Put brakes on your car's depreciating value
Most people do not buy cars as investments, and for good reason. However, you can keep your car valuable by taking care of it, thinking of its resale value with every decision you make.
Depreciation often is the greatest expense incurred by drivers during the first five years of vehicle ownership, according to Kelley Blue Book. An average vehicle will only retain about 35 percent of its original value after a five-year ownership period, meaning that a $50,000 new car today will only be worth somewhere close to $17,500 after five years.
Cars begin to depreciate as soon as you drive away from the dealership, so try to maintain reasonable expectations.
You won't be able to keep your car as valuable as it was when you bought it, but the following tips will increase the money you receive from sale or trade-in ...
No. 5: Keep maintenance records
If you want to keep your car valuable, purchase a 3-inch binder to store all your car's maintenance records. From oil changes to tire rotations to major repairs, keep the receipts and work descriptions in chronological order. This way, when someone wants to buy the car, you can show them how you have maintained it.
Also, make timely repairs so that problems do not escalate. If you notice a funny noise when you drive over 60 mph, or if fluid starts to leak from the undercarriage, take the vehicle to a trusted mechanic as soon as possible.
Some small problems can quickly escalate into much bigger problems if left alone long enough. If your car dies on the side of the road because of a maintenance issue you ignored, you can sure you've got more to worry about financially than just your resale value.
But even before you have to start worrying about maintenance, there are ways you can be saving yourself down the road ...
No. 4: Make smart buying choices
Sometimes the best way to ensure your car loses as little value as possible is to simply make smart choices when shopping.
"Choosing makes, models and options wisely now can help new-car shoppers keep additional money in their pocket down the road when they go to sell or trade in the vehicle used," said Kelley Blue Book's Jack R. Nerad.
That starts with choosing the right color. While you may love that exotic shade of purple, you might find it harder to move your car when it comes time to sell it. Instead, Nerad suggests choosing a popular exterior color such as silver, white, gray or black.
Car-buyers should also carefully choose the options on their new car to ensure they are customary for the vehicle type. For example, luxury sedans should have an automatic transmission instead of a manual transmission.
Popular equipment and options such as anti-lock brakes, alloy wheels, an audio system with MP3 compatibility, cruise control and remote locking also will help down the road, he said.
No. 3: Remember: Aesthetics matter
The overall appearance of a vehicle will play a large part in keeping your car valuable. AutoTrader's Linda Payne recommends cleaning your vehicle regularly, making sure to vacuum the seats and upholstery and paying particular attention to the dashboard.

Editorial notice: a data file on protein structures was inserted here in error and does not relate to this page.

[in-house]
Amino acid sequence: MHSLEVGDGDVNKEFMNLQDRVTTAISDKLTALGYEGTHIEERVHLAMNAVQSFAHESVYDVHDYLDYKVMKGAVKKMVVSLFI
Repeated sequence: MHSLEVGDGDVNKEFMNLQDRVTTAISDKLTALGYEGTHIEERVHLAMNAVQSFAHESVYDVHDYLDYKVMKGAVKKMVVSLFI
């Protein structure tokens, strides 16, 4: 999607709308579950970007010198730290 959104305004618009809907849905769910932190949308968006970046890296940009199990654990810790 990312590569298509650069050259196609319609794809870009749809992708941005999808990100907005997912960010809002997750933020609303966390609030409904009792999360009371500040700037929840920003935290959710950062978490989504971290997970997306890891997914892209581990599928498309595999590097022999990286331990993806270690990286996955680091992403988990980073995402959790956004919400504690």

Run your vehicle through a car wash to keep it valuable, or clean it on your own driveway. Don't smoke in your car, because tobacco smoke will remain through many cleanings, and avoid transporting anything that might leak or stain.
"People want to buy a car that looks and smells like it's been taken care of properly," Payne said. "The thought process is that if you can't take the time to clean your car, then are you really going to take the time to have it serviced regularly as you should?"
But even though you want your car looking good, don't go too far in an attempt to make it stand out ...
No. 2: Don't customize or go generic
One of the best ways to hurt your car's value is to customize. That stereo that requires rewiring and those funky rims might be expensive, but they will actually depreciate the value of your vehicle.
"Car-buyers should also recognize that the cost of some potentially expensive features like premium audio systems will be difficult to recover at trade-in or resale time," Nerad said. "The same holds true for 'custom' features and vibrant and/or less popular paint colors."
Furthermore, customizations will often void the warranty on a new car. The goal is to keep the car valuable in the same condition in which you bought it.
All-About-Car-Selection.com suggests that you can keep your car valuable by making repairs with brand name parts.
Not only does this adhere to the manufacturer's specifications, but also it will reduce the wear and tear on your car for resale. Although some generic parts might be just as good, pay a few extra dollars to keep your car valuable.
No. 1: Park it
If you had your choice between two cars in comparable condition would you choose the one with 85,000 miles or the one with 45,000 miles? Chances are you would choose the one with lower mileage, even if it was a year older.
Keeping that in mind when using your car will help you recoup more money when you sell it or trade it in.
"The number of miles you drive you car contributes to the wear and tear on it -- inside and out," Payne said. "Not only is having low mileage a great selling point for a used car, your car will probably look a lot more attractive to buyers compared to other cars on the market made the same year."
Payne also recommends parking your car in a garage to protect its paint job from exterior wear and tear. If you don't have a garage, consider a car cover to protect your car from sunshine and inclement weather.
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